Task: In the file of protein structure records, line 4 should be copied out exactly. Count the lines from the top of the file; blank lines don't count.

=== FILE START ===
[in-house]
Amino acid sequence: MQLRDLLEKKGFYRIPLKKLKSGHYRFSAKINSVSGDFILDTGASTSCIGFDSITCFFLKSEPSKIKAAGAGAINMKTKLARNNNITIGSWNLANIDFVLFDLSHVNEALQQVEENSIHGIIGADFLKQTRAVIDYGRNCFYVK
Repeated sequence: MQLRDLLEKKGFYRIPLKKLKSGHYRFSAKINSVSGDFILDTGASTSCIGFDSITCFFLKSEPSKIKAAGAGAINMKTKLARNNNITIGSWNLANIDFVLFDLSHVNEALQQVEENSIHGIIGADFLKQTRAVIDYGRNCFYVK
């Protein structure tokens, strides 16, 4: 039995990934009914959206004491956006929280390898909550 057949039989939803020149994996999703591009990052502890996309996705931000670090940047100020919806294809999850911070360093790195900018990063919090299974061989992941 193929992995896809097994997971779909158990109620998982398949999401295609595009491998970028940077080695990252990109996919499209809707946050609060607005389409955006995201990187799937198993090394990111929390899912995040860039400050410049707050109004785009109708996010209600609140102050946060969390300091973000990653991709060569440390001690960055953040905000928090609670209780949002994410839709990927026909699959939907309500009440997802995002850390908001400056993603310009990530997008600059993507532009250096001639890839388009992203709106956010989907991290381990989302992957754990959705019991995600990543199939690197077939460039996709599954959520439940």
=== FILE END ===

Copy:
């Protein structure tokens, strides 16, 4: 039995990934009914959206004491956006929280390898909550 057949039989939803020149994996999703591009990052502890996309996705931000670090940047100020919806294809999850911070360093790195900018990063919090299974061989992941 193929992995896809097994997971779909158990109620998982398949999401295609595009491998970028940077080695990252990109996919499209809707946050609060607005389409955006995201990187799937198993090394990111929390899912995040860039400050410049707050109004785009109708996010209600609140102050946060969390300091973000990653991709060569440390001690960055953040905000928090609670209780949002994410839709990927026909699959939907309500009440997802995002850390908001400056993603310009990530997008600059993507532009250096001639890839388009992203709106956010989907991290381990989302992957754990959705019991995600990543199939690197077939460039996709599954959520439940």